118 years of trust

Wednesday, October 7, 1998


Human rights of the ill in mind
By Dr N. N. Wig

ON October 10 this year once again people all over the world will observe World Mental Health Day. It is a solemn occasion to ponder over the importance of mental health in our lives and also to rededicate ourselves to the cause of helping the unfortunate victims of mental illness in the community.

Rights of your child
By Savita Malhotra
A CHILD too is a citizen of the State: It’s time to acknowledge his rights! The 20th century has been said to be the century of the child. During this period, several psychological and psychodynamic theories of development have focussed our attention on the importance of childhood, and on the child, in what he was rather than what he would become.

New anti-obesity drug
A new anti-obesity drug has been launched by the Knoll Pharmaceutical Company in the USA.

World Mental Health Day falls on October 10

Human rights of the ill in mind
By Dr N. N. Wig

ON October 10 this year once again people all over the world will observe World Mental Health Day. It is a solemn occasion to ponder over the importance of mental health in our lives and also to rededicate ourselves to the cause of helping the unfortunate victims of mental illness in the community.

World Mental Health Day was established by the World Federation of Mental Health and is cosponsored by the World Bank Organisation (WHO). The year 1998 marks the fiftieth anniversary of both these organisations. The theme chosen for this year is “Human rights and mental health.”

Good mental health is one of the greatest gifts which nature has bestowed upon human beings. Unfortunately, we realise it only when we temporarily lose it — when we are mentally upset over something; when we are angry, or sad, or anxious, or worried. For most of us, it is only a temporary aberration but a large number of people suffer from much longer states of mental ill health every year.

Epidemological surveys done in India as well as in many other parts of the world have amply confirmed that at any given time one to two per cent of the population suffers from serious mental disorders like psychosis, severe depression, mental retardation, dementia etc while 10 to 15 per cent suffer from so-called common mental disorders like anxiety, depression, fear, obsession somatic symptoms due to tension, alcohol and drug abuse, etc. Women seem to be more prone to anxiety and depression while men seem to misuse alcohol and drugs more often. Even children are not free from mental disturbances. Surveys done on school children in Indi have found that five to 10 per cent of the school children suffer from various kinds of psychological and emotional problems.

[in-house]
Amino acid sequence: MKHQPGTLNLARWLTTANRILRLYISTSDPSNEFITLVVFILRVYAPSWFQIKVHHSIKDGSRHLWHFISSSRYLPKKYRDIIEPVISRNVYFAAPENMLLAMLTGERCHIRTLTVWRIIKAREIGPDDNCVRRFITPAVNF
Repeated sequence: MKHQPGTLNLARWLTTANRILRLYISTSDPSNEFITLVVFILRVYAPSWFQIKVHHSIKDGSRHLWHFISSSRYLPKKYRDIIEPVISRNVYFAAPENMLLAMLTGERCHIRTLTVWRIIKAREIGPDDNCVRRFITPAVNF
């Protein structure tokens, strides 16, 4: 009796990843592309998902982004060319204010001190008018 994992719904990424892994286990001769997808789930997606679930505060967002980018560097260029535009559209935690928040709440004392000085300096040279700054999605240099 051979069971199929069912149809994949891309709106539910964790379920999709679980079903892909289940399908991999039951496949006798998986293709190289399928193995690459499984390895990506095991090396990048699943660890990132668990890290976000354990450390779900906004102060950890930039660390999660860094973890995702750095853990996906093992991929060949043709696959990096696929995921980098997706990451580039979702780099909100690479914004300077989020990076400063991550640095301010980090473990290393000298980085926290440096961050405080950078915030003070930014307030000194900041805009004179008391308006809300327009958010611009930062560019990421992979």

In the past, in the field of health, our mind has been preoccupied with communicable diseases because they were the biggest causes of death in the population. These diseases have partly been conquered by modern medical science. Mortality due to plague, cholera, malaria, tuberculosis, typhoid fever and pneumonia has sharply declined over the years. The life expectancy of an average Indian at birth, which was around 30 years in 1947, is now over 60. This is a remarkable achievement but it has brought in a new set of problems — that is, the burden of non-communicable diseases like cancer, heart diseases, arthritis, hypertension, strokes and, above all, mental disorders of various kinds.

Researches at the Harvard School of Health and the WHO, in alliance with more than 100 collaborators from around the world, have compiled the first comprehensive picture of the world’s health care needs. Their findings have been reported in a book, “The Global Burden of disease” edited by Christopher Murray and Alan Lopez.

The following information is quoted from this landmark publication:

  • The burden of mental illnesses has been seriously underestimated by traditional health statistics that take account only of death and not disability. While psychiatric conditions are responsible for a little more than one per cent of death in the world, they account for over 11 percent of of the disease burden worldwide!